A Little Princess
by Frances Hodgson Burnett
Symbolism, Imagery, Allegory
Sara wants to be a princess, but not in the whole fancy gowns and marrying Prince William kind of way. No, she wants to be the kind of princess who has fine manners and a compassionate view towards those who are less fortunate (nice dresses are a bonus):
"If I WAS a princess—a real princess," she murmured, "I could scatter largess to the populace..." (5.79)
To Sara, princesses represent steadfastness of character. Remember how she imagines herself as a British soldier when her father leaves at the beginning of the book? Well, gradually, she seems to move from comparing herself to a soldier to imagining herself as a princess. We get the sense that this change is part of growing up, too. Rather than identifying with male models of heroism, she starts imagining what it means to be a heroic woman.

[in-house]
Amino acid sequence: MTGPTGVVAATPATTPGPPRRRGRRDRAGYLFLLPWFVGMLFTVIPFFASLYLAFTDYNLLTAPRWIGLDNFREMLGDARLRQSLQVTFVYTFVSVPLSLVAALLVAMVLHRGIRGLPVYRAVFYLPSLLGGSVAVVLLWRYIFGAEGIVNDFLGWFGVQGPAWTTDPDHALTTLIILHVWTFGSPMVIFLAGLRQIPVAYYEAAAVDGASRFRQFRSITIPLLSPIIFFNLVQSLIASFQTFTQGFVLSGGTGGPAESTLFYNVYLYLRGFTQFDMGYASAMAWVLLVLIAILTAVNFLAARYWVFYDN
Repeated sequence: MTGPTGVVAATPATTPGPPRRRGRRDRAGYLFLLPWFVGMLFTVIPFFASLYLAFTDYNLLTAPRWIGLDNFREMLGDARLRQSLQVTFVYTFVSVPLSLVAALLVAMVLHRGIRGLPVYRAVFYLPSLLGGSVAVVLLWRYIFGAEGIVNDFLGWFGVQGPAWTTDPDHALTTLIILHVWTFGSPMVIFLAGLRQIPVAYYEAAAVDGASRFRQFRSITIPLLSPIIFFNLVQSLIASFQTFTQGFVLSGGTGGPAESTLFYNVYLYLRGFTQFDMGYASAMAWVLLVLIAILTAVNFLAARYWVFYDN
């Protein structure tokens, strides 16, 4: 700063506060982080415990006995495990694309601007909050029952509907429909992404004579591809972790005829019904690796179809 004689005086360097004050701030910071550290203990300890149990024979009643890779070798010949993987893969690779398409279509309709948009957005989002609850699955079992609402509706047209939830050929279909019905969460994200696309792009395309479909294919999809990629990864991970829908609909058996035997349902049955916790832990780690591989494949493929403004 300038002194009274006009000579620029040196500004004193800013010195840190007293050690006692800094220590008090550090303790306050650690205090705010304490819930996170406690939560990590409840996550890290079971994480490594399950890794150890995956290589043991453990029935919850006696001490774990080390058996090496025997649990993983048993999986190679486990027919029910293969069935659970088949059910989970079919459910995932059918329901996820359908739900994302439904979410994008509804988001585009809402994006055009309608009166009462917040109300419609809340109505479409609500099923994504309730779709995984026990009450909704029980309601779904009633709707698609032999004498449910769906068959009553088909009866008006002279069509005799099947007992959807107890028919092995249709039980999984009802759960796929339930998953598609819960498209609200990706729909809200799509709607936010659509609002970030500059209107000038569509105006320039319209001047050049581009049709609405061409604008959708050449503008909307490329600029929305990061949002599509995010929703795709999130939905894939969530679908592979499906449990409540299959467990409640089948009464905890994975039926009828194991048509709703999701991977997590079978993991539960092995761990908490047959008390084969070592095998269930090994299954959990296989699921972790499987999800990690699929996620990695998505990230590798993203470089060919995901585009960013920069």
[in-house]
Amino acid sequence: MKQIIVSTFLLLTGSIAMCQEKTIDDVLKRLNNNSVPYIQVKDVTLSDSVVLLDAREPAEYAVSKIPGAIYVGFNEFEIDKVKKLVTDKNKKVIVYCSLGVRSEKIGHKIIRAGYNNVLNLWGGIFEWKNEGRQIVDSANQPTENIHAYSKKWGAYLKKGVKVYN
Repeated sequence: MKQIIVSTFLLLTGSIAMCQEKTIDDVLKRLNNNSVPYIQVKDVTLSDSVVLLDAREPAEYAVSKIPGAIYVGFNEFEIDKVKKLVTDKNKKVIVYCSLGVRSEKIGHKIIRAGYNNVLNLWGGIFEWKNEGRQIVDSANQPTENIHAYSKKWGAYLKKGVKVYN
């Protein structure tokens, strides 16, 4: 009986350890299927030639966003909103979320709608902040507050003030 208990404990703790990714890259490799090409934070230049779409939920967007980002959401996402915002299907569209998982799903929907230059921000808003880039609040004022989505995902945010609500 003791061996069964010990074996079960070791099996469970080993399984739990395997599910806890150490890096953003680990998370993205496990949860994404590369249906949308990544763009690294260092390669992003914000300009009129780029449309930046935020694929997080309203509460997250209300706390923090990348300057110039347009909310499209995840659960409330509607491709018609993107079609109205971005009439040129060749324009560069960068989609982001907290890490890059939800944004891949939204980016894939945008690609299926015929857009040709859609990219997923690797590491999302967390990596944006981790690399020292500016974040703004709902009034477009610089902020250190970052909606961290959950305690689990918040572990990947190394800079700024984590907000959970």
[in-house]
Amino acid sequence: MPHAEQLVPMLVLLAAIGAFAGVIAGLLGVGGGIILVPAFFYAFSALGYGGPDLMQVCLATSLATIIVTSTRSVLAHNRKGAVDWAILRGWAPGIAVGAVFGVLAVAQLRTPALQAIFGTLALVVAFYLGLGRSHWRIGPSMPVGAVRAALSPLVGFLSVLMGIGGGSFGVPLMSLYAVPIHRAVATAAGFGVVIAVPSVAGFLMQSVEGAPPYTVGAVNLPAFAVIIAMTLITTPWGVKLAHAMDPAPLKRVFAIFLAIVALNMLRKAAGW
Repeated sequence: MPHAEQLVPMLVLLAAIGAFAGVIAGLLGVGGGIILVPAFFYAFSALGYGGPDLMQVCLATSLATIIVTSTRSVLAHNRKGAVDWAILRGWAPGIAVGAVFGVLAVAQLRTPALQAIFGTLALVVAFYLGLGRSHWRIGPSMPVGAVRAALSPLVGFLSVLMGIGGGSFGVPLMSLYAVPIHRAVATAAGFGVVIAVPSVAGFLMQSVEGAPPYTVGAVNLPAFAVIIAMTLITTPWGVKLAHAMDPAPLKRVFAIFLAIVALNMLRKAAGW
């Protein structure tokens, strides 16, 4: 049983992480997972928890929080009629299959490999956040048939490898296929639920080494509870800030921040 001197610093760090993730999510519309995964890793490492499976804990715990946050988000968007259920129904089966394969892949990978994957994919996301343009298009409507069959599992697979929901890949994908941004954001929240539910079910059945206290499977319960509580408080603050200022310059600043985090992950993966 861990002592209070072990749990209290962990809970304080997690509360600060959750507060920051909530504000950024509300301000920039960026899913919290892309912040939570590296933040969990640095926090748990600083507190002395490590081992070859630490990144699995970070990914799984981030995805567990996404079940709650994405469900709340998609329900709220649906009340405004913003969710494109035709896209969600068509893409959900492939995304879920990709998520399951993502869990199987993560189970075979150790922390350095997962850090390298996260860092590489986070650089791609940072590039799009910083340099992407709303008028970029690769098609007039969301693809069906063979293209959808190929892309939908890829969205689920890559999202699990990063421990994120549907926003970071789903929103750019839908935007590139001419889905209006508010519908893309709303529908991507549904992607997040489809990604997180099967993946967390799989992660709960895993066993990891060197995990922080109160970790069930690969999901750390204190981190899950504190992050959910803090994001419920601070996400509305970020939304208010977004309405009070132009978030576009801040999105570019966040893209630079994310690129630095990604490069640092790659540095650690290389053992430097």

And her answer? Princess. In other words, Sara's mantra seems to be: "What would a princess do?"
She should probably just go ahead and turn it into a bumper sticker already.